By Rajshekhar Pant
… And finally we had to bring him to the nursing home, where he had earlier been operated upon around eight years ago for the replacement of both his femur balls consecutively. Down with extremely high fever, above 105 degree that could be brought down with Nice tablets alone preceded with prolonged icing, he was suffering from extreme debility. Even for sitting on his haunches he needed the support (something that he literally abhorred and would be the last person ever to accept) of two persons to lift his once robust torso. His left leg swollen exceptionally with red blotches and blisters all over was noticed by us only when the fever came under control. Despite the apprehension of our brother-in- law, a most dependable physician, that he should immediately be taken for a test of DVT (deep venal thrombosis) we all, without discussing the fallouts of DVT, were suggesting to ourselves that the possibility of it being some infection, some allergy that has flared up was rather more pronounced.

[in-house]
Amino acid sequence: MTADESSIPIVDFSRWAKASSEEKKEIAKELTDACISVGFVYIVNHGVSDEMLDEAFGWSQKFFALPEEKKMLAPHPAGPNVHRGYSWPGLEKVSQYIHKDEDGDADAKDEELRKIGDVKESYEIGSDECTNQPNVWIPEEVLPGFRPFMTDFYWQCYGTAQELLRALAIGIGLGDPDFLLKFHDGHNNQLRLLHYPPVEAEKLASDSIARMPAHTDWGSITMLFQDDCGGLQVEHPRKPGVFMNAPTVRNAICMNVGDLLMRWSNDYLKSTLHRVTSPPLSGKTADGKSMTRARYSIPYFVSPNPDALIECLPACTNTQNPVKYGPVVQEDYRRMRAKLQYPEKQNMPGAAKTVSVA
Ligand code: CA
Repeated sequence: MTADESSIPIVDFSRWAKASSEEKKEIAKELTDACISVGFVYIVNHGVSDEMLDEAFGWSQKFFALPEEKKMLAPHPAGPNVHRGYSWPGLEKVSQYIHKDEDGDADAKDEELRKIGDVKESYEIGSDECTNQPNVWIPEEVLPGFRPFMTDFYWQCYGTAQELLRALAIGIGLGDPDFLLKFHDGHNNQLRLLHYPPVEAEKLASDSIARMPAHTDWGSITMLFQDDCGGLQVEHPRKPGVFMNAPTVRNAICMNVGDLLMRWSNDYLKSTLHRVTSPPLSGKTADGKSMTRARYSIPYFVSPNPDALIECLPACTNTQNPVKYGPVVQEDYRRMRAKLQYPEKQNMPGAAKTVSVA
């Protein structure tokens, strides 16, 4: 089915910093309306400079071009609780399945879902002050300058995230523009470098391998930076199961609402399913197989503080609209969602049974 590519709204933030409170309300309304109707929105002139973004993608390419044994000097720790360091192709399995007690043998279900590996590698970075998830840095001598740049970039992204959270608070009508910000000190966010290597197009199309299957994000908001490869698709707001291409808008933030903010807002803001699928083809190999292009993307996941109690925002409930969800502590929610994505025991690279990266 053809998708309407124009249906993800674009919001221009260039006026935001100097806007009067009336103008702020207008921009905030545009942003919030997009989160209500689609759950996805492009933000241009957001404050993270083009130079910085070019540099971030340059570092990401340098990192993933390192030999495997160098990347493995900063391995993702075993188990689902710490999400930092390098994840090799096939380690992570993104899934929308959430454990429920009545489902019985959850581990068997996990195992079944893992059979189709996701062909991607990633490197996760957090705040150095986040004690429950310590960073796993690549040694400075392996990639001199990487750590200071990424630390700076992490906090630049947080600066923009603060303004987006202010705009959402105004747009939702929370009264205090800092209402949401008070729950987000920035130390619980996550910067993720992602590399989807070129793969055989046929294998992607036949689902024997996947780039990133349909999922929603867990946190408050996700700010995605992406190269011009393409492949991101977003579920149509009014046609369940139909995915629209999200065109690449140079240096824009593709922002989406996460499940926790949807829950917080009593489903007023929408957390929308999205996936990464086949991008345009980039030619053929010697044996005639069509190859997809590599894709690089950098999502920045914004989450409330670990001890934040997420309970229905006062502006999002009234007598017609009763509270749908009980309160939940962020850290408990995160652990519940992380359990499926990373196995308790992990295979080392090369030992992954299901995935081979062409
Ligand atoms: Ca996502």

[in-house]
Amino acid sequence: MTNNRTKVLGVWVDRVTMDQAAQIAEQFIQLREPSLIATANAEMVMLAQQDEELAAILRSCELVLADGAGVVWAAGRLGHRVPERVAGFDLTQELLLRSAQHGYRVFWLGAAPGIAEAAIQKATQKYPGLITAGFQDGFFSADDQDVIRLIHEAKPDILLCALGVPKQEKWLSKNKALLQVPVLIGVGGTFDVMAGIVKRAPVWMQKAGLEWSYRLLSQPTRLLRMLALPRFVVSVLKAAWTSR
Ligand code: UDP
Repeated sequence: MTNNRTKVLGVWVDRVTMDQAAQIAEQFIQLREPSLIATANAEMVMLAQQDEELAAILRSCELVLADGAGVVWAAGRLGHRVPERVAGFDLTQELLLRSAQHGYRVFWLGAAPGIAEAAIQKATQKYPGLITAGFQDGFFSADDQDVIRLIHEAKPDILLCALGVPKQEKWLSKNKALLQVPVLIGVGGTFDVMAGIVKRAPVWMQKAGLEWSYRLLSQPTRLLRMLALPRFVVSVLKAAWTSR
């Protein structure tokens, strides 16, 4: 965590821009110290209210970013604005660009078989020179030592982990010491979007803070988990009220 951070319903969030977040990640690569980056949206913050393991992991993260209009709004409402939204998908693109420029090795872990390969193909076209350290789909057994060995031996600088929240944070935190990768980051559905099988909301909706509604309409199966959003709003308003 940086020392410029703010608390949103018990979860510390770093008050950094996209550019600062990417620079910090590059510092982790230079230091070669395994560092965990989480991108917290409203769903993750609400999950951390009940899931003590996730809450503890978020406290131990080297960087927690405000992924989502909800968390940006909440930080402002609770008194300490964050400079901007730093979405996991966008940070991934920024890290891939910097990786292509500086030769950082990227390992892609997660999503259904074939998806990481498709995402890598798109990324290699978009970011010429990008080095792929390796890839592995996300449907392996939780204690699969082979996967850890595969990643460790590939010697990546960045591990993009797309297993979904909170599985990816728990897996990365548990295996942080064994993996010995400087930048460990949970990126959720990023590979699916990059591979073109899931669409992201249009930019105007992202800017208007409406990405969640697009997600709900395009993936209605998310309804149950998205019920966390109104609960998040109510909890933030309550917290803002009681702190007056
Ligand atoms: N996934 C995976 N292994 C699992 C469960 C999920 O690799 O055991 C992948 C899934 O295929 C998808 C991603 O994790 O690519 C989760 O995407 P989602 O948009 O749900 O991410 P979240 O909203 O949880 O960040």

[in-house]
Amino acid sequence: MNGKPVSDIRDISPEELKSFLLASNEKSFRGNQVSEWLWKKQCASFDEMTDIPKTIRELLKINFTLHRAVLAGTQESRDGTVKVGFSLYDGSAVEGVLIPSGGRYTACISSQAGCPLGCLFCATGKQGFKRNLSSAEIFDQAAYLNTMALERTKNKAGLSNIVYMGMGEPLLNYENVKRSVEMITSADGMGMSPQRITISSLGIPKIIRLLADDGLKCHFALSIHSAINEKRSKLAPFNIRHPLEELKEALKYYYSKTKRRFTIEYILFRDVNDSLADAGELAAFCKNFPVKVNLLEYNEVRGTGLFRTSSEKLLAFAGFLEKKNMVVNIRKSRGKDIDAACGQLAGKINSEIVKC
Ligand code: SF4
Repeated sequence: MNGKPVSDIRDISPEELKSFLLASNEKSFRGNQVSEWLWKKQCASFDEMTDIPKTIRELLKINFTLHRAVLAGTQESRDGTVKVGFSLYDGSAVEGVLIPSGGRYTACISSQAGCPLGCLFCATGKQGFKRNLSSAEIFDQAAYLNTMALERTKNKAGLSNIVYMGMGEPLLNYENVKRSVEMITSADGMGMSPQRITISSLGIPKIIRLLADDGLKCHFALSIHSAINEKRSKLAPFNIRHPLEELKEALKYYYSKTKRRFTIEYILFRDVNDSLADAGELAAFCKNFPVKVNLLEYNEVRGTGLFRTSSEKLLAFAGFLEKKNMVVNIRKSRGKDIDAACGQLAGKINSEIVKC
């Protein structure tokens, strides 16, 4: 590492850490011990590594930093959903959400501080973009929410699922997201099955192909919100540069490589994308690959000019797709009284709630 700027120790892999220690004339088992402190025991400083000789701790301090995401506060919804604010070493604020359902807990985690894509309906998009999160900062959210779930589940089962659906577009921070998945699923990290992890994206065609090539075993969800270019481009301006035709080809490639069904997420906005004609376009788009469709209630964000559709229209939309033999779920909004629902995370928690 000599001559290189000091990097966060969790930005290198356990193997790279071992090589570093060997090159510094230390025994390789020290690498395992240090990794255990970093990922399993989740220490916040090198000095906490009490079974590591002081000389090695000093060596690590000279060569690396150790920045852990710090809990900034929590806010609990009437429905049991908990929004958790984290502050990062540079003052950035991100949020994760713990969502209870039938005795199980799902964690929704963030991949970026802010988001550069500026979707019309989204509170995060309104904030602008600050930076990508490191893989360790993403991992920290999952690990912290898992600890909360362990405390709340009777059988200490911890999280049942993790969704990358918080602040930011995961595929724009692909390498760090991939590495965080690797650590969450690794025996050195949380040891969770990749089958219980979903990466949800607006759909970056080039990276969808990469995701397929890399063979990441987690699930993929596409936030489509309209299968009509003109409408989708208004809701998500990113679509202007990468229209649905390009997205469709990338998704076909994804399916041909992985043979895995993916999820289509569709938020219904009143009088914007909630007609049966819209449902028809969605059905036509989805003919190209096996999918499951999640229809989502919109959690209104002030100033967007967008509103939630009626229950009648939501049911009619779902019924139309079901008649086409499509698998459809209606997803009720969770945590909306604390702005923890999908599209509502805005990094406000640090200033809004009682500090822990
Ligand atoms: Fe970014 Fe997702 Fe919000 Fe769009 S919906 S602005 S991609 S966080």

“Isn’t it that he is obdurate enough to ignore the concern and repeated entreaties of all of us not to exert himself beyond a limit and give up his I will do it myself attitude?” He would often have swollen legs or palms when he woke up in the morning. Did he ever listen to our request to give up his routine rounds of the lawn and de-weed the fuchsia or cyclamen pots; or to visit the self-made statue of Shirdi Sai Baba right at the entrance and the open shrine of Shiva at the opposite end? What they refer to as Ostrich syndrome i.e. closing your eyes to a perceptible threat simply because you don’t have the courage to face it may best highlight the mental state we were in.
Seven days did elapse since we admitted him to the hospital. In the meanwhile, the expert opinions of physicians, surgeons and physiotherapists were being taken. Taking him out for certain tests of course was suggestive that something was serious. However, the positive approach of our Doctor and the visible reduction of the swelling kept us consoled and did not let our hidden apprehension strike deep roots.